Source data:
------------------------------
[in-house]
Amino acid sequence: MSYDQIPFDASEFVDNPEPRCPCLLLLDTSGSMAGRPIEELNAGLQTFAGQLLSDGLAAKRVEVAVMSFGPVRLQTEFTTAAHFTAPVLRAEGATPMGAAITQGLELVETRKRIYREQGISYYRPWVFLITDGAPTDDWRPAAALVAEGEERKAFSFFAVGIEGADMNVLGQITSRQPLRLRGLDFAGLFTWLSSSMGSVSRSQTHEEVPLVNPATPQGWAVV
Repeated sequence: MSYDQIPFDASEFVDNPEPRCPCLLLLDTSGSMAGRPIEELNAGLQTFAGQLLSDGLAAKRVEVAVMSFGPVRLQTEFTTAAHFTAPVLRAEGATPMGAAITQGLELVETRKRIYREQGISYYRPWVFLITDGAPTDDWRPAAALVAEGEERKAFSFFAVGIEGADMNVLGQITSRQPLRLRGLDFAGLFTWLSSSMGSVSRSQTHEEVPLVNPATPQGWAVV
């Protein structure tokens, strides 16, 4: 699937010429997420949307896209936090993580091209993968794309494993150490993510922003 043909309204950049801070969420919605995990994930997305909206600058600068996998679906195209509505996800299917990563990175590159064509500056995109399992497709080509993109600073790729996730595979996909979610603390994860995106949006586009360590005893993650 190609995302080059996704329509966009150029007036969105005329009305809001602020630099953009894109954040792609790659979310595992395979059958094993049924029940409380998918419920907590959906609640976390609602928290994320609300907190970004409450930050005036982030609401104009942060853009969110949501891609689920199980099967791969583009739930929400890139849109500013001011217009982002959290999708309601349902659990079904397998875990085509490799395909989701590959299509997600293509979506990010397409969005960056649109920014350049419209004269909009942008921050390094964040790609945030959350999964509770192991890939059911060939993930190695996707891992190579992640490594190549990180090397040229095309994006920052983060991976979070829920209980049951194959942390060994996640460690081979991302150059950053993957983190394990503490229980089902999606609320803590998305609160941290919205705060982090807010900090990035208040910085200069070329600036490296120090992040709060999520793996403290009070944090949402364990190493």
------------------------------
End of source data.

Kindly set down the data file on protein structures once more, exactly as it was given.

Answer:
[in-house]
Amino acid sequence: MSYDQIPFDASEFVDNPEPRCPCLLLLDTSGSMAGRPIEELNAGLQTFAGQLLSDGLAAKRVEVAVMSFGPVRLQTEFTTAAHFTAPVLRAEGATPMGAAITQGLELVETRKRIYREQGISYYRPWVFLITDGAPTDDWRPAAALVAEGEERKAFSFFAVGIEGADMNVLGQITSRQPLRLRGLDFAGLFTWLSSSMGSVSRSQTHEEVPLVNPATPQGWAVV
Repeated sequence: MSYDQIPFDASEFVDNPEPRCPCLLLLDTSGSMAGRPIEELNAGLQTFAGQLLSDGLAAKRVEVAVMSFGPVRLQTEFTTAAHFTAPVLRAEGATPMGAAITQGLELVETRKRIYREQGISYYRPWVFLITDGAPTDDWRPAAALVAEGEERKAFSFFAVGIEGADMNVLGQITSRQPLRLRGLDFAGLFTWLSSSMGSVSRSQTHEEVPLVNPATPQGWAVV
């Protein structure tokens, strides 16, 4: 699937010429997420949307896209936090993580091209993968794309494993150490993510922003 043909309204950049801070969420919605995990994930997305909206600058600068996998679906195209509505996800299917990563990175590159064509500056995109399992497709080509993109600073790729996730595979996909979610603390994860995106949006586009360590005893993650 190609995302080059996704329509966009150029007036969105005329009305809001602020630099953009894109954040792609790659979310595992395979059958094993049924029940409380998918419920907590959906609640976390609602928290994320609300907190970004409450930050005036982030609401104009942060853009969110949501891609689920199980099967791969583009739930929400890139849109500013001011217009982002959290999708309601349902659990079904397998875990085509490799395909989701590959299509997600293509979506990010397409969005960056649109920014350049419209004269909009942008921050390094964040790609945030959350999964509770192991890939059911060939993930190695996707891992190579992640490594190549990180090397040229095309994006920052983060991976979070829920209980049951194959942390060994996640460690081979991302150059950053993957983190394990503490229980089902999606609320803590998305609160941290919205705060982090807010900090990035208040910085200069070329600036490296120090992040709060999520793996403290009070944090949402364990190493």